India and China Thankfully Aren’t Fighting Each Other (Just Cold and Fatigue)
With more than 100,000 soldiers deployed across a border stretching nearly 550 miles (872 km) at heights well over 15,000 feet above sea level where temperatures could soon drop to minus 30 degrees Celsius, it has been described as a frontline without parallel in modern military history. After months of a build-up of forces at the Line of Actual Control (LAC), the Indian Army and China’s People’s Liberation Army (PLA) fortunately aren’t fighting one another – but now as winter has set in both sides are battling an extreme cold as well as boredom and increased fatigue.
In addition to the extreme cold, where even touching bare metal can be hazardous, soldiers must deal with equally extreme wind chills brought on by the high-speed winds that whip down from the mountains across the Ladakh Valley. According to a report from The Indian Express, all of this is exacerbated by the rarefied atmosphere, which comes from a combination of lack of oxygen and a function of the altitude. Past deployments of Indian forces along the LAC saw an attrition rate as high as 20 percent, mostly due to medical-based non-fatal causalities.
The falling temperatures can bring on frostbite, snow-blindness, chilblain, and even peeling of skin due to the extremely dry conditions – while most soldiers will still face nausea, headaches, and disorientation. Maintaining readiness is a challenge both the Indian Army and the PLA face.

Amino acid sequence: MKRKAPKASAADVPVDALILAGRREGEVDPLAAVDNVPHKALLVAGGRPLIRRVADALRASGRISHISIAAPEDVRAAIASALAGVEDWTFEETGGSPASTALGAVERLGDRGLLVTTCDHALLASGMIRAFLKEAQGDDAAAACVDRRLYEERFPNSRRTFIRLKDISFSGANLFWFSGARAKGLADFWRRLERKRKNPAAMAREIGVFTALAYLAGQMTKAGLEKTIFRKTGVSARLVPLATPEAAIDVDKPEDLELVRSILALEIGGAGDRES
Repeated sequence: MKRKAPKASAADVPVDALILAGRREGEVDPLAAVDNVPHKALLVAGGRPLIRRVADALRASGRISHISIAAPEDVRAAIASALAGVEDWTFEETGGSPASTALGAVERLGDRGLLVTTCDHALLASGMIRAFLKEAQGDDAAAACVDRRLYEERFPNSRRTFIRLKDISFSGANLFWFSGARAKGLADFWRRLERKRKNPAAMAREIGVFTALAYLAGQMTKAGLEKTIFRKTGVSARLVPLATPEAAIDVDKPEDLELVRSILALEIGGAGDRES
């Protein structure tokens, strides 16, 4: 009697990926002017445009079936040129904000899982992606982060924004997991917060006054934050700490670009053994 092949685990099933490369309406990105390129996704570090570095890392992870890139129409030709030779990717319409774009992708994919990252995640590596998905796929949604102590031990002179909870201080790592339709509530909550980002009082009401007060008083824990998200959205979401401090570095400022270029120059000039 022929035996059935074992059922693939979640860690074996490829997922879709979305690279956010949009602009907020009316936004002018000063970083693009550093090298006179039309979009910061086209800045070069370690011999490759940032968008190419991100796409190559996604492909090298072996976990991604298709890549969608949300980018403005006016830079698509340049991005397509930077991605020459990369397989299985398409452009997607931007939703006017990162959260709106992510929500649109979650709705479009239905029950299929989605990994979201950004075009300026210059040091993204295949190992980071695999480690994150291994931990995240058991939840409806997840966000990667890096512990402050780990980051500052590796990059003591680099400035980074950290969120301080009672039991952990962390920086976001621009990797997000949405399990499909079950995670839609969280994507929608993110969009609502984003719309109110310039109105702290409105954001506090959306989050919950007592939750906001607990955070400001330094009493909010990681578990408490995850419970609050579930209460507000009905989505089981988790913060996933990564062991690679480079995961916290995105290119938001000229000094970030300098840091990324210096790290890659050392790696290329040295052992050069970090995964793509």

On the Indian side of the LAC, soldiers wear bulky layers of clothing to stay warm but that can impact efficacy and notably affect mobility. Keeping the soldiers fed is a problem, as it is impossible to bring in fresh fruit or vegetables, but even canned food is a problem as it is difficult to consume too much in the altitudes. Instead, soldiers rely on a very high caloric diet of fruits, dried fruits, and even chocolates.
The Chinese PLA forces may have it slightly better, as Beijing has rushed in pre-fabricated dormitories to address the extremely low morale that comes with the extremely low temperatures. To bolster the spirits of the men serving along the LAC, the PLA has provided recreation centers that include fitness facilities, heated swimming pools, hot tubs, and even libraries with computers and video game systems to help address the boredom and general malaise that have set in.
Both sides are reportedly facing a shortage of specialized cold climate clothing.
Despite the harsh conditions, neither side has shown a break in their resolve even as talks to deescalate have continued. Instead, India and China have continued to deploy more units and heavy equipment to the poorly demarcated border region. By some accounts, Indian and Chinese tanks are just 400 meters apart at some spots.
India has reportedly deployed numerous T-72 and T-80 tanks, along with BMP-2 armored personnel carriers (APCs) that can run on a special fuel mix designed specifically for the high altitudes and low temperatures. China meanwhile has deployed its specially-designed T-15 light tank and T-99 main battle tank to the region.
While neither side seems ready to escalate the standoff into a full-blown war, as neither side will back down, the biggest threat now is the extreme cold. There will likely be only losers this winter, even if neither side actually fires its guns in anger.
Peter Suciu is a Michigan-based writer who has contributed to more than four dozen magazines, newspapers and websites. He is the author of several books on military headgear including A Gallery of Military Headdress, which is available on Amazon.com.